Fred thought much about aging. One of his best received and best known articles for Leadership Journal carried the title, “Older, but Never Old.” He lived just like that. Some of his thoughts were encapsulated dynamite. This week features many of them.
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Older but Never Old
- I’m for aging – slowly, if you please. When I asked my friend what period of life he would have liked to live in he said, “As far in the future as possible!”
- I started aging the day I was born…on the back of my birth certificate is my death certificate.
- Memory is the way we keep in touch with our past, but it should not be the way we keep living in the present. Joining the “used-to club” is counter productive.
- Activity helps the mind forget what’s going on with the body. There is nothing wrong with me that a little excitement won’t cure.
- Start the aging process early – avoid surprises through preparation financially, emotionally, spiritually, physically, and especially relationally. Don’t make a junkyard out of your old age.
- Life is divided into two groups: those who are aging and those who are not. Those who are aging are breathing.
- Health has four elements: mobility, energy, lack of pain, and ability to accommodate suffering.
- As we age we become mutual mentors with our children.
- Make a list of annoying “old people” habits while still young and read it to as you age. Make peace with physical limitations and show grace to others.
- Finish well by focusing on the right things. Forget the fading: looks, power, position and accent the forever: relationships, spiritual, contribution.
- Ask better questions. Engage people in conversation to stay relevant.
- Weed out cynicism…a cynic would ride through a sewer in a glass-bottomed boat!
- Script your last act; be your own author; express appreciation; bring down the curtain with poise.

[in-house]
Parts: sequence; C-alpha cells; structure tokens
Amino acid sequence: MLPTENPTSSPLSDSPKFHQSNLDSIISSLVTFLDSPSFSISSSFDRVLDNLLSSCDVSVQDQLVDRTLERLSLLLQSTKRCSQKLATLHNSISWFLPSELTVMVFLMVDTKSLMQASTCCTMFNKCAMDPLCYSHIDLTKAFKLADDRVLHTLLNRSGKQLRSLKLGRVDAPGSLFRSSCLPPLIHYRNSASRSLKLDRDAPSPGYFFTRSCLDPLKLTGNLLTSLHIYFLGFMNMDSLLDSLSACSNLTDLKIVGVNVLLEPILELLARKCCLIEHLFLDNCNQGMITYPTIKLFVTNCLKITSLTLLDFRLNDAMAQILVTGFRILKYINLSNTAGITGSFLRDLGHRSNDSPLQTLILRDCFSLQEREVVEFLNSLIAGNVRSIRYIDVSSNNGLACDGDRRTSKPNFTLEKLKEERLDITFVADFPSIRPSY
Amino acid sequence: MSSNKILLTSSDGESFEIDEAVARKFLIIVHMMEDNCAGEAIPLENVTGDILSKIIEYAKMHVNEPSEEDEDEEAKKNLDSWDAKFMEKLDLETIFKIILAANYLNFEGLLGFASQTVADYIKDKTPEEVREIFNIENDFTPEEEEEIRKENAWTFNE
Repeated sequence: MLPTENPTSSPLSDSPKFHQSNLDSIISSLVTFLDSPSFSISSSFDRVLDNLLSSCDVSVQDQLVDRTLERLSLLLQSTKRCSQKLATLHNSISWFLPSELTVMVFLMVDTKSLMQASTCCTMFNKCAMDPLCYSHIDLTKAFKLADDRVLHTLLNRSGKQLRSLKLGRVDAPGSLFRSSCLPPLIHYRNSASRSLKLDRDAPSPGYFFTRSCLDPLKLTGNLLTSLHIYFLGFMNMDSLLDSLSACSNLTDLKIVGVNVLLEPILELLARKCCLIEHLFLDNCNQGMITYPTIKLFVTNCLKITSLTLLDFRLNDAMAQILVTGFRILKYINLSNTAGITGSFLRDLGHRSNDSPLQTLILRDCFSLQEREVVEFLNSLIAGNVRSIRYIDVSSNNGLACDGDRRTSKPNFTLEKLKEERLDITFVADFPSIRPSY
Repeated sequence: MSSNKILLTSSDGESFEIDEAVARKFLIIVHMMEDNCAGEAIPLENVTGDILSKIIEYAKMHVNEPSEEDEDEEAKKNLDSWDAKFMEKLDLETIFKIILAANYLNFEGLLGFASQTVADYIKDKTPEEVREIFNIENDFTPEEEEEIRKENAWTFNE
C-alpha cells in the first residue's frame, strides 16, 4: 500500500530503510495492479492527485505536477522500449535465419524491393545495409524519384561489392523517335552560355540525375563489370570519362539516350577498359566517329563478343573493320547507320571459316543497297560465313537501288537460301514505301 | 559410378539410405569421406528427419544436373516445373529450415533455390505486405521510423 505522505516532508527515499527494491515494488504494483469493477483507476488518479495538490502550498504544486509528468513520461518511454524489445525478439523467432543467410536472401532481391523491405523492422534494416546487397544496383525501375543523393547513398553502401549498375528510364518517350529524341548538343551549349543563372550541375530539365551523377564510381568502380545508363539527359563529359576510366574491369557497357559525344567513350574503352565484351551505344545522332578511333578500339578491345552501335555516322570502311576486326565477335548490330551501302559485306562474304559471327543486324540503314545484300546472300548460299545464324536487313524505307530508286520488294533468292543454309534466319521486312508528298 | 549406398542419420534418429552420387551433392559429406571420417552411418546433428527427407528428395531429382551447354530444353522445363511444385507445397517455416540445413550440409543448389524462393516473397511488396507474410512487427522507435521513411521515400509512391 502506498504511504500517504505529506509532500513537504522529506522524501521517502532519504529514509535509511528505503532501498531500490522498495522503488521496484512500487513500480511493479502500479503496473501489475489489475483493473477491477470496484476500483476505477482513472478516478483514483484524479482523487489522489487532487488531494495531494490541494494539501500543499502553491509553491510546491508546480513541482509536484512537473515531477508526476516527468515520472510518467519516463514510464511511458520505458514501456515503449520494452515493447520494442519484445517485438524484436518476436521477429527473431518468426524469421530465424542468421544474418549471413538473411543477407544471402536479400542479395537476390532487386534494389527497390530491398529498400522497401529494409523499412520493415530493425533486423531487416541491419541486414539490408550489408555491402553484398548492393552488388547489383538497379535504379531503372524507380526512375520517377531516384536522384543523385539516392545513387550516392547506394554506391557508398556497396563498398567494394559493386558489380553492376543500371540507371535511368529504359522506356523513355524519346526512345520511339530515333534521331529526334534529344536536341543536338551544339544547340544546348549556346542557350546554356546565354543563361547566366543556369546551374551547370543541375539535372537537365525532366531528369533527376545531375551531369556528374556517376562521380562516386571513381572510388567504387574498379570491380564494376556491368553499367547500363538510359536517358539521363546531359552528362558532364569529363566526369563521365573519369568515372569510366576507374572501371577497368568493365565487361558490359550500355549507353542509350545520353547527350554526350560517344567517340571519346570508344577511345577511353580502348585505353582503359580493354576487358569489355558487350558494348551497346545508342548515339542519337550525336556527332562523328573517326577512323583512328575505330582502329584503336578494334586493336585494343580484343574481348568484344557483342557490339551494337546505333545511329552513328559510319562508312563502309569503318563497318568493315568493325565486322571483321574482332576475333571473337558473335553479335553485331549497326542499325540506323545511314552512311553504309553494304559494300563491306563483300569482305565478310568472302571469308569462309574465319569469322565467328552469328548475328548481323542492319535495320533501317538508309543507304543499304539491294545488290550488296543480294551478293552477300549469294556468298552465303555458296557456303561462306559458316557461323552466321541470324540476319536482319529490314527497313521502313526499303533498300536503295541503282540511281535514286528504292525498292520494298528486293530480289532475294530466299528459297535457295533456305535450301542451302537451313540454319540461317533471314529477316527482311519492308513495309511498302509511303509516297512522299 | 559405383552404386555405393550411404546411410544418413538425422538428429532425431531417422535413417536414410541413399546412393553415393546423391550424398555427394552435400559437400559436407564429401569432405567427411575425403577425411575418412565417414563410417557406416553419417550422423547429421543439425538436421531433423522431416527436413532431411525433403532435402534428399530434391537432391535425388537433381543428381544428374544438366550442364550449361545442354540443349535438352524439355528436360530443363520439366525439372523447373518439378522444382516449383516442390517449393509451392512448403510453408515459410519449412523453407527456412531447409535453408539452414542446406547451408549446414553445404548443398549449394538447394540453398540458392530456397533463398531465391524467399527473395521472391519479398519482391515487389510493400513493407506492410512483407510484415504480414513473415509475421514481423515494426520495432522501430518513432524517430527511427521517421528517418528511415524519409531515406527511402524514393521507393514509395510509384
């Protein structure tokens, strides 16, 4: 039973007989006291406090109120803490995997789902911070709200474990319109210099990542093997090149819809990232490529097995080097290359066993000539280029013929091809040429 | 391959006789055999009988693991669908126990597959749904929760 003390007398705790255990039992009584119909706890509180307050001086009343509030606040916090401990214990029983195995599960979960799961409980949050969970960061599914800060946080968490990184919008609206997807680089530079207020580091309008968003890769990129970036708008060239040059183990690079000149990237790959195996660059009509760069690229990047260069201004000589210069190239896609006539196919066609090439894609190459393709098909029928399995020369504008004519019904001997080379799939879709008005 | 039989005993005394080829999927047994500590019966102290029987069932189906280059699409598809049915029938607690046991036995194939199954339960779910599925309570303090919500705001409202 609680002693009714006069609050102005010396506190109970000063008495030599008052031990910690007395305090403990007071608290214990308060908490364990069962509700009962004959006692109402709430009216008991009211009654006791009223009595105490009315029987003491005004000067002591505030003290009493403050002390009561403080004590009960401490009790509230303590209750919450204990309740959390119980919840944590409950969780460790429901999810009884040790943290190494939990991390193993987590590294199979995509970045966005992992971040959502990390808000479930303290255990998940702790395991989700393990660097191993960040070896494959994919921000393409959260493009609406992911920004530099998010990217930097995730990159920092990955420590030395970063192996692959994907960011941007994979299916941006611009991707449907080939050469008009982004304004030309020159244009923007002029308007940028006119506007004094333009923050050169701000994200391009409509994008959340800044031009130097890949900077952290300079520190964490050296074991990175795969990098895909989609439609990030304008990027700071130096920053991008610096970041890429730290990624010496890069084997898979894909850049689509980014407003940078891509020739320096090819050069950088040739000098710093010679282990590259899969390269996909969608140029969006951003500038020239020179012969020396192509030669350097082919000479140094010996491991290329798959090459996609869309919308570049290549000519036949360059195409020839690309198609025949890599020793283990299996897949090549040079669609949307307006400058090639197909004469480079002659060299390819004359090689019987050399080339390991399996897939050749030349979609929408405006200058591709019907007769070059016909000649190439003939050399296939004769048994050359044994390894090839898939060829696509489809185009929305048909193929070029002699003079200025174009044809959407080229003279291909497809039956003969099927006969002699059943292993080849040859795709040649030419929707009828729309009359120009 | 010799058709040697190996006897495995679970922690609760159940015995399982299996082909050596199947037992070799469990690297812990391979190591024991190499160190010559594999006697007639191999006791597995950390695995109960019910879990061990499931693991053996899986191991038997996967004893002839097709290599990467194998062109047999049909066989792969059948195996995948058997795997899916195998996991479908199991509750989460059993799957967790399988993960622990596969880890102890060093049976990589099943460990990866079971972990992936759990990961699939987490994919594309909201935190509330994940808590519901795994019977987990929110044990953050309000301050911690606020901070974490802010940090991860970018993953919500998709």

- A great philosophy will get you into the grave, but only a correct theology will get you through the grave.
- Delightfully dependent is how I want to view physical disability.
- A racer never fears the finish line.
- Aging requires shifting from doing to being – love doesn’t require earning.
- The age of the lamp doesn’t affect its ability to give light.
- It is important to define the “new normal.”
- Move the deterioration to the periphery and maintain the integrity of the core.
This week think about: 1) Where am I in the aging process? 2) How am I progressing in my goal to finish well? 3) Who needs to have a conversation about aging?
Words of Wisdom: “I started aging the day I was born. On the back of my birth certificate is my death certificate.”
Wisdom from the Word: “They bear fruit even when they are old; they are filled with vitality and have many leaves.” (Psalm 92:14 NET Bible)
News Line: ••• 1/27/15; “Life is enriched by stopping to say thanks.” Brenda A. Smith helps us open our eyes to the majesty around us in her blog. Click here to read her blog.
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The Weekly Thought from Breakfast With Fred
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